Technology of Alpine Skiing

ME1520 C Term 1999

Homework 5-8

5. DUE TUESDAY, 25 APRIL A skier weighing 80 kg is sliding straight down a hill with a slope of 15 degrees. Consider dynamic friction coefficients from 0.01 to 0.1. Assuming that all the water in the snow is in the form of ice before the skier slides over it, what are the thickest the average layers of liquid water could be at the tail of the ski, if the ski is 65mm wide? And, what are the smallest slope angles that someone could slide down?

6. A 120 lb., type III skier should have, according to the binding manufacturer’s chart, a forward lean release at 194Nm and a twist release at 50Nm. The boot sole length is 302mm; the AFD extends from 33 to 50mm from the boot toe; the coefficient of friction between the boot and AFD is 0.1. In a forward twisting fall, if the tibia axis is located 250mm from the boot toe and assuming that the tibia is oriented perpendicular to the boot sole, what is the maximum torque that the tibia would see?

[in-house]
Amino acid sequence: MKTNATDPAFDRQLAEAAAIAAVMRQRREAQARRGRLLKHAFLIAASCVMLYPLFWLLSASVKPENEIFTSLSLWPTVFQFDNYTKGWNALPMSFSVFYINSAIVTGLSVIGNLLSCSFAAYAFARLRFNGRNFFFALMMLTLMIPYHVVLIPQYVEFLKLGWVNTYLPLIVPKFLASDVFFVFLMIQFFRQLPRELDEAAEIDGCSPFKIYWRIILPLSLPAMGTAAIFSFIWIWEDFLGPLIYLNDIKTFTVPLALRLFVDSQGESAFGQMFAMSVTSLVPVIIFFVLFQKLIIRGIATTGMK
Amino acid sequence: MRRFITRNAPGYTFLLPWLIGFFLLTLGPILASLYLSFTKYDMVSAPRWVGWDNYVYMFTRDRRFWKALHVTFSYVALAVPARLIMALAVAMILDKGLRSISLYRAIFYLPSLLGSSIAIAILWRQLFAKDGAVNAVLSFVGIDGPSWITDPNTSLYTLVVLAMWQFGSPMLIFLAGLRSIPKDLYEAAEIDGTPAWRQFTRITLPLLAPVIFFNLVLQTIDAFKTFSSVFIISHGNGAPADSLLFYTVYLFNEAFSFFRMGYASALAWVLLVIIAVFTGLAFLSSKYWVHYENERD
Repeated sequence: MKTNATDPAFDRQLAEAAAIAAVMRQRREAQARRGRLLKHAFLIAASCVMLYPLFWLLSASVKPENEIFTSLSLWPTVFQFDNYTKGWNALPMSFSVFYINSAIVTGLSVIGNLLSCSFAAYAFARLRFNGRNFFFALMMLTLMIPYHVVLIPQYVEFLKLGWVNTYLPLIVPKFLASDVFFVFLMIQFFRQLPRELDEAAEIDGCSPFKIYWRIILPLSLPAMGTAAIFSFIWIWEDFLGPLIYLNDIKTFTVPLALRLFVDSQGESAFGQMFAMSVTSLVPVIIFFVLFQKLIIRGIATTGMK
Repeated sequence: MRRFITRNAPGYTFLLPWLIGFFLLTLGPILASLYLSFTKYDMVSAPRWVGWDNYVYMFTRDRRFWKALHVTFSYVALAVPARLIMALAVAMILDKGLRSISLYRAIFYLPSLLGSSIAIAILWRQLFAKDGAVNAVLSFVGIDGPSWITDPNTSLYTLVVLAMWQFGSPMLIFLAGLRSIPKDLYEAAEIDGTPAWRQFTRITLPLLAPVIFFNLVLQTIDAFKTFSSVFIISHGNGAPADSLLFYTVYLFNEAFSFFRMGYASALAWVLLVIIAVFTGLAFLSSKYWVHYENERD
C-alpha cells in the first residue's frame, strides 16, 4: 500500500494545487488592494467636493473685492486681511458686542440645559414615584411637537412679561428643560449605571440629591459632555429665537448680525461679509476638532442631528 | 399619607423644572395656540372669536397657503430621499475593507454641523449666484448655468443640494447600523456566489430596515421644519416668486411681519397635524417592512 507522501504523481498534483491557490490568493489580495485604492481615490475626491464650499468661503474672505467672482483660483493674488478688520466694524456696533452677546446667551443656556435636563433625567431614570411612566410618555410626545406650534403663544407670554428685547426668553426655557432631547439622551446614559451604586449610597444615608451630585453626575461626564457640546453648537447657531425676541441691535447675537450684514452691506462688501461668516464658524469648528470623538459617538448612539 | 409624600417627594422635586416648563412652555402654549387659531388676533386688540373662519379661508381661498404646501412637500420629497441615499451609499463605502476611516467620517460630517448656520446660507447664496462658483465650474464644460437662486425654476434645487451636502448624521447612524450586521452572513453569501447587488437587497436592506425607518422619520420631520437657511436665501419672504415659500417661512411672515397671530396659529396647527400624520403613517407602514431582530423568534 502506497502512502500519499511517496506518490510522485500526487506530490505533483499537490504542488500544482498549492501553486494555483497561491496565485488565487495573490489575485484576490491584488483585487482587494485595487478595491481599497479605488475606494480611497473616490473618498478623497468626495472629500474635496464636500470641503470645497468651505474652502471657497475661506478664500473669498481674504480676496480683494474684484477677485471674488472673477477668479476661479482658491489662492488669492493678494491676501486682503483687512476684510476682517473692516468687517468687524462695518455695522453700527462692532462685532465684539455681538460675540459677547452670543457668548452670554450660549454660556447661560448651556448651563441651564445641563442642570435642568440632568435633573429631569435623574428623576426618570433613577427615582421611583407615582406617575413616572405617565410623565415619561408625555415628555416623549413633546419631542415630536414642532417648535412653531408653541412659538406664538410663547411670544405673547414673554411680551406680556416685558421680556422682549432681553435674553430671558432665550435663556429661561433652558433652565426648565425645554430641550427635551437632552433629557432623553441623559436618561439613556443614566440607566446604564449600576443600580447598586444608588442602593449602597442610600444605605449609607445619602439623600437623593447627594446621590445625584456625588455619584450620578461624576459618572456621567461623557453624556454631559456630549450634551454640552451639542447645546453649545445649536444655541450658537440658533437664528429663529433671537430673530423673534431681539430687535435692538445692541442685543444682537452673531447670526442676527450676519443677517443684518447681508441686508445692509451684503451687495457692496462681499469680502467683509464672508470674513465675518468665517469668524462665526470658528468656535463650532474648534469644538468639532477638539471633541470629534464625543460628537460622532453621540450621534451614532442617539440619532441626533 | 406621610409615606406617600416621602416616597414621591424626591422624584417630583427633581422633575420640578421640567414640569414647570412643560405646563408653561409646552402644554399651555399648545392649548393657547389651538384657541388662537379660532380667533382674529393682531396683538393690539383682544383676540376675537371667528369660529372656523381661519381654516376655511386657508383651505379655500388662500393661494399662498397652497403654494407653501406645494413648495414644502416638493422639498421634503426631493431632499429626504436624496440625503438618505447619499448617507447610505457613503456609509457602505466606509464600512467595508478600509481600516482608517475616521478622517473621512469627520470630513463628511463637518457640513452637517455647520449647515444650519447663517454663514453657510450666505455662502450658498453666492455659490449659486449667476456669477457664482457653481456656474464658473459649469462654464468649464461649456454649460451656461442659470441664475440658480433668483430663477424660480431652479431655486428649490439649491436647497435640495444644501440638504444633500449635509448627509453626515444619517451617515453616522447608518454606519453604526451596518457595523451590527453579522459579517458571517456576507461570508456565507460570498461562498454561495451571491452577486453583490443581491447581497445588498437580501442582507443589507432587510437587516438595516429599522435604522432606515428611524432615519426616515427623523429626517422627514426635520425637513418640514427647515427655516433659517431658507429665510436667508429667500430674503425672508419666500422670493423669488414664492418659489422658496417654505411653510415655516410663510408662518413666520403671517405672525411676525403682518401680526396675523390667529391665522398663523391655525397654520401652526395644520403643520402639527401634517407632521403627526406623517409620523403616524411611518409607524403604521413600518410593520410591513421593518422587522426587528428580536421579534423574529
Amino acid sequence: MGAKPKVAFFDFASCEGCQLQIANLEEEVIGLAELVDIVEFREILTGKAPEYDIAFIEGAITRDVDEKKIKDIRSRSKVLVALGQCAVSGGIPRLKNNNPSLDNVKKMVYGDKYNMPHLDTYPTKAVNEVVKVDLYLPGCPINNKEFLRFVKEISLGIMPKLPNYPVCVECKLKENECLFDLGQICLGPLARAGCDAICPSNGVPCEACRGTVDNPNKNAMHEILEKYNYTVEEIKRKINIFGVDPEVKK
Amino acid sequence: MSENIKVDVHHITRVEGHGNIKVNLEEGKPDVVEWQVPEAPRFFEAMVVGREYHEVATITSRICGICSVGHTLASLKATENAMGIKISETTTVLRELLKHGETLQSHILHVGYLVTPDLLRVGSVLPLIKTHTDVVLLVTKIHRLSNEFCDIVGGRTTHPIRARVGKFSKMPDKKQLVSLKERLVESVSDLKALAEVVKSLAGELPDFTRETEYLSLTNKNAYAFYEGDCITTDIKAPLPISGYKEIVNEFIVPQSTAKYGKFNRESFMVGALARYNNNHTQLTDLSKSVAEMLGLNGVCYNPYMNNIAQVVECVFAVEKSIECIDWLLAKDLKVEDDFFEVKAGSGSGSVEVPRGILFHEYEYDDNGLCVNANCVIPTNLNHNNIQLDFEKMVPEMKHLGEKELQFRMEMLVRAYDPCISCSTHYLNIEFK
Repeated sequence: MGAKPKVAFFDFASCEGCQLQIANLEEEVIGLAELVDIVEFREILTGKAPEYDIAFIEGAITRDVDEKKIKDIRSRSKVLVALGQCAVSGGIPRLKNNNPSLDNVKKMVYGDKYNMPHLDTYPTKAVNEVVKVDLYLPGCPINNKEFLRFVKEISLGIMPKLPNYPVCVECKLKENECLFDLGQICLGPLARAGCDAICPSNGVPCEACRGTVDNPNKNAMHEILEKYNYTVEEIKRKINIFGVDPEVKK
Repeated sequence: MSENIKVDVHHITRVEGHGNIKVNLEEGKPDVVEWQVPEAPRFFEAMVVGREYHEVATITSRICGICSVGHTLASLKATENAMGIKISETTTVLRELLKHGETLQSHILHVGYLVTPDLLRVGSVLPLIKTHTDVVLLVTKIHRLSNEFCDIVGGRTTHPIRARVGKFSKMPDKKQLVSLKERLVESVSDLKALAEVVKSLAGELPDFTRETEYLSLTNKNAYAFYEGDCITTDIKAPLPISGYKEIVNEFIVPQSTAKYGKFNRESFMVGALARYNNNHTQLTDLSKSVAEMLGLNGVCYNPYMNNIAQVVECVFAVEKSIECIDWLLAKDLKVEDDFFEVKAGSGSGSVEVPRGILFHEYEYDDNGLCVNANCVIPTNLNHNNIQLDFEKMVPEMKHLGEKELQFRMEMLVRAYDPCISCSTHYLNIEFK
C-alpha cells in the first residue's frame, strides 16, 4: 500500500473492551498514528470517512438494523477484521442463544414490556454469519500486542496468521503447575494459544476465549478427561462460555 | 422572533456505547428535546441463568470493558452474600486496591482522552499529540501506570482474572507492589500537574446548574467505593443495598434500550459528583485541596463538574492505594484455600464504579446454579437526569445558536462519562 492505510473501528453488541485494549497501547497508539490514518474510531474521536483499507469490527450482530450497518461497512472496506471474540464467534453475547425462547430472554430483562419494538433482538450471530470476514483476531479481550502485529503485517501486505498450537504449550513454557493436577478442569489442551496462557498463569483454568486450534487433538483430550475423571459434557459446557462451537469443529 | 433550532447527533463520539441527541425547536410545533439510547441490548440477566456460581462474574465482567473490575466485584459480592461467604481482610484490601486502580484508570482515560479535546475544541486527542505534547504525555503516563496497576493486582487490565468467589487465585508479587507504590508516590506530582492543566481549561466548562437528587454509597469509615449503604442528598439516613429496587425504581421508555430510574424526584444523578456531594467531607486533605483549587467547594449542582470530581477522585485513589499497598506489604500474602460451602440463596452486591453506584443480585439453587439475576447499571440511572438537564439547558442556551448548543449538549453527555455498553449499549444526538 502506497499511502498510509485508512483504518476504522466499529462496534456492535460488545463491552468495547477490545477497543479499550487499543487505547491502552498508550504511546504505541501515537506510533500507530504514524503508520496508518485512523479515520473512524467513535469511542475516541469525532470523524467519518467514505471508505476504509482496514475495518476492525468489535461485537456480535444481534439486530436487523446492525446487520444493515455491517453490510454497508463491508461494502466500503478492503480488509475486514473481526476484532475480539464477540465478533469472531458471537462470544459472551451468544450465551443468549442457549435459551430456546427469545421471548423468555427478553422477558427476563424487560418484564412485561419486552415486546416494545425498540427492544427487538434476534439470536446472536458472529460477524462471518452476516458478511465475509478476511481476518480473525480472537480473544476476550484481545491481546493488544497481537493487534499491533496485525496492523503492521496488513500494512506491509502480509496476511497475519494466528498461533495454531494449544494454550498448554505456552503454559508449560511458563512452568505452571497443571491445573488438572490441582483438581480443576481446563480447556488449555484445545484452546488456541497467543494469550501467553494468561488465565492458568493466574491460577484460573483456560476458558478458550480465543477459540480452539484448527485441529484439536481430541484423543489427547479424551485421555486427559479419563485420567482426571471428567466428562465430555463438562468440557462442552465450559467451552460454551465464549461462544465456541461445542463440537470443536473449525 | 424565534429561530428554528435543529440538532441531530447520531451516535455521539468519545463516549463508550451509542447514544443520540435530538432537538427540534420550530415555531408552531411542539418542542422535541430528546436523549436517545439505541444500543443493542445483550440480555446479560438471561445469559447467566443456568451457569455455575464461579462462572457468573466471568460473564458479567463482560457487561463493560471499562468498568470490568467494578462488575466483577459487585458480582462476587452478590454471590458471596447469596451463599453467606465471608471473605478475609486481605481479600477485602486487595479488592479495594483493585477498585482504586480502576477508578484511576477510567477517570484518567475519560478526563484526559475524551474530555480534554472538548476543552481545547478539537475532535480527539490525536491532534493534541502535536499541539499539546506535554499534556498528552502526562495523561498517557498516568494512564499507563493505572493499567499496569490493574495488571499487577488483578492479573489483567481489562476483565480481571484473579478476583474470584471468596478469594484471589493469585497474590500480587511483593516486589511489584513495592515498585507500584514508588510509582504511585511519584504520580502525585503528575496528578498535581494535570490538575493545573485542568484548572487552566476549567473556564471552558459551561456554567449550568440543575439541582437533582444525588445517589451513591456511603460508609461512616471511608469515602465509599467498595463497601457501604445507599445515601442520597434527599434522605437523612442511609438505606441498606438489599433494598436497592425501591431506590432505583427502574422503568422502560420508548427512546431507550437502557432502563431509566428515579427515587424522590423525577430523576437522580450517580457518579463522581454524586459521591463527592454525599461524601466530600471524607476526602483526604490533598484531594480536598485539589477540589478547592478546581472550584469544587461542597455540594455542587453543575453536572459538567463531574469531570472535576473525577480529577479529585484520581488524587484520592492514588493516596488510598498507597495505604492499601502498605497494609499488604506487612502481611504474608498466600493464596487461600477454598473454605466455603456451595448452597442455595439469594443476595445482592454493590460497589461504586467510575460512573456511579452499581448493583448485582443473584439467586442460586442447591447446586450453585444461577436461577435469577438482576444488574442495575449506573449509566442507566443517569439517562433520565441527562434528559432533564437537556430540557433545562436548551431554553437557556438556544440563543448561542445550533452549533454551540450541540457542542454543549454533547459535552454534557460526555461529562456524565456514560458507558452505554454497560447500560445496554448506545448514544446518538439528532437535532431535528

7. How much camber should there be in a ski, with a running surface of 170cm, so that when half a 180lb skier’s weight is applied the pressure distribution over the length of the ski is constant? Assume that the ski is resting on a flat, infinitely stiff surface, and that the ski has a constant section modulus (although we know this will not be good for flexing into a uniform arc)- rectangular cross-section of 20mm by 60mm and equivalent elastic modulus of 14,000MPa.

8) Develop a design hierarchy for a ski binding, FRs and DPs, and explain the relations between them and discuss the independence and the information content.